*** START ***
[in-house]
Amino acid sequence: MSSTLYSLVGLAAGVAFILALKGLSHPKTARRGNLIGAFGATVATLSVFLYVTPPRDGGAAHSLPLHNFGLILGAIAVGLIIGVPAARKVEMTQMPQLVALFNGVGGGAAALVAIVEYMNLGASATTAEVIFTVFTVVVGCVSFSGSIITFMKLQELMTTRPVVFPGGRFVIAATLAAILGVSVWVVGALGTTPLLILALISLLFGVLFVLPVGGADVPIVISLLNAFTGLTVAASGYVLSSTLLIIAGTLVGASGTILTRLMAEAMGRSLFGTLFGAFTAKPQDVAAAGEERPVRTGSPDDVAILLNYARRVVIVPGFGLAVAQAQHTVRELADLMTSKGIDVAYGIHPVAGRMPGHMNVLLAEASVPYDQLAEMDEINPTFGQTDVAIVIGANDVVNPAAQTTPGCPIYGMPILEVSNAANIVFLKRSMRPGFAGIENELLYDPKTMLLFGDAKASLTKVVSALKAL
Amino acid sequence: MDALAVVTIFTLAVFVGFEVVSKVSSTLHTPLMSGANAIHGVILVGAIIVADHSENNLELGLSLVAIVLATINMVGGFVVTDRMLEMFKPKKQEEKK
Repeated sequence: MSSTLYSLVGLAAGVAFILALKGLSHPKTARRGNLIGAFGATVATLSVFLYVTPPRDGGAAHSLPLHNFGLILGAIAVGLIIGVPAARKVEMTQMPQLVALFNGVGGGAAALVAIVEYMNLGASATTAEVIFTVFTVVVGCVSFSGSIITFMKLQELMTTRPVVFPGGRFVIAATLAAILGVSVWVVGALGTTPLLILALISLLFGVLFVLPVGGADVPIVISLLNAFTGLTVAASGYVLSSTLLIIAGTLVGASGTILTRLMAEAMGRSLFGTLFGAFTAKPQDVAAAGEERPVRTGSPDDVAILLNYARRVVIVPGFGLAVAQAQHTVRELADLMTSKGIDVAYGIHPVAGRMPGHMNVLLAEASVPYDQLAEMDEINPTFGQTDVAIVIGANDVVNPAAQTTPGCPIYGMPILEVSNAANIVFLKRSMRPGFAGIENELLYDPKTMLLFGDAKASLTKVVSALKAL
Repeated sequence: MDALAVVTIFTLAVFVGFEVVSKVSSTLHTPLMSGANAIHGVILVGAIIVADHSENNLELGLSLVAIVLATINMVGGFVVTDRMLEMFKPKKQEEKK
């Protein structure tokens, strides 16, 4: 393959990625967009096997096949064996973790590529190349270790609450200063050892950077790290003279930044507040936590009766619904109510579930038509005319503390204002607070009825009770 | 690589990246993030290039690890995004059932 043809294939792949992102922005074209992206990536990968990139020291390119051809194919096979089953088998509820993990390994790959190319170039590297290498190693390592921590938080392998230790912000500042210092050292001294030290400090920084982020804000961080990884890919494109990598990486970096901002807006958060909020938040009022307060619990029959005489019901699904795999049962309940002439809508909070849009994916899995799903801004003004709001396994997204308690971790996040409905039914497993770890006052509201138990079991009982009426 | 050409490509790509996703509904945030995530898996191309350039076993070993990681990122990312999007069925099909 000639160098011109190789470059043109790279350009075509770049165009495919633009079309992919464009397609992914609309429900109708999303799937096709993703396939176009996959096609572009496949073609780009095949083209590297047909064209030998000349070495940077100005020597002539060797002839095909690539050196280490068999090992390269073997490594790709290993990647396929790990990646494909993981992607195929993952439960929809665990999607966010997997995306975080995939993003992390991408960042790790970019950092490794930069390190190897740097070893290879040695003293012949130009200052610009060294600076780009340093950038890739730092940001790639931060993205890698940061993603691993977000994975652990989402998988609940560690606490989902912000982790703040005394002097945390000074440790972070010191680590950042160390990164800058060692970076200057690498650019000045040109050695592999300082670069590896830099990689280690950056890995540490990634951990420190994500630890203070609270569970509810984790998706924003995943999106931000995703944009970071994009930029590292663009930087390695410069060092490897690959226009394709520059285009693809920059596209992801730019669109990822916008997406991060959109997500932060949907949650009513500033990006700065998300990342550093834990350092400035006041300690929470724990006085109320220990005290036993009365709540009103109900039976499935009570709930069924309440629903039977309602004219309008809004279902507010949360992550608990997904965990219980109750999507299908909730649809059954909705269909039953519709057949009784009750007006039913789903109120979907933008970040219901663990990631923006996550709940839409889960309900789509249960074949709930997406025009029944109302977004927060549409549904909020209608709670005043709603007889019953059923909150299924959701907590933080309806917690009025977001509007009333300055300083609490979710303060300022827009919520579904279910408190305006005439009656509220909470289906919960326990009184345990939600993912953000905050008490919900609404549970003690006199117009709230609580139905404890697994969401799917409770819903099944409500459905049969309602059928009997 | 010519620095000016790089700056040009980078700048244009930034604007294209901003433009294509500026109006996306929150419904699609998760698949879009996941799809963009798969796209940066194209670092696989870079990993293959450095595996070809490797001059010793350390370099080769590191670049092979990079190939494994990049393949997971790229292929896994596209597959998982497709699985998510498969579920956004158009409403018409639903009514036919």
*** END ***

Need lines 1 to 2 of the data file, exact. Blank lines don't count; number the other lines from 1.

[in-house]
Amino acid sequence: MSSTLYSLVGLAAGVAFILALKGLSHPKTARRGNLIGAFGATVATLSVFLYVTPPRDGGAAHSLPLHNFGLILGAIAVGLIIGVPAARKVEMTQMPQLVALFNGVGGGAAALVAIVEYMNLGASATTAEVIFTVFTVVVGCVSFSGSIITFMKLQELMTTRPVVFPGGRFVIAATLAAILGVSVWVVGALGTTPLLILALISLLFGVLFVLPVGGADVPIVISLLNAFTGLTVAASGYVLSSTLLIIAGTLVGASGTILTRLMAEAMGRSLFGTLFGAFTAKPQDVAAAGEERPVRTGSPDDVAILLNYARRVVIVPGFGLAVAQAQHTVRELADLMTSKGIDVAYGIHPVAGRMPGHMNVLLAEASVPYDQLAEMDEINPTFGQTDVAIVIGANDVVNPAAQTTPGCPIYGMPILEVSNAANIVFLKRSMRPGFAGIENELLYDPKTMLLFGDAKASLTKVVSALKAL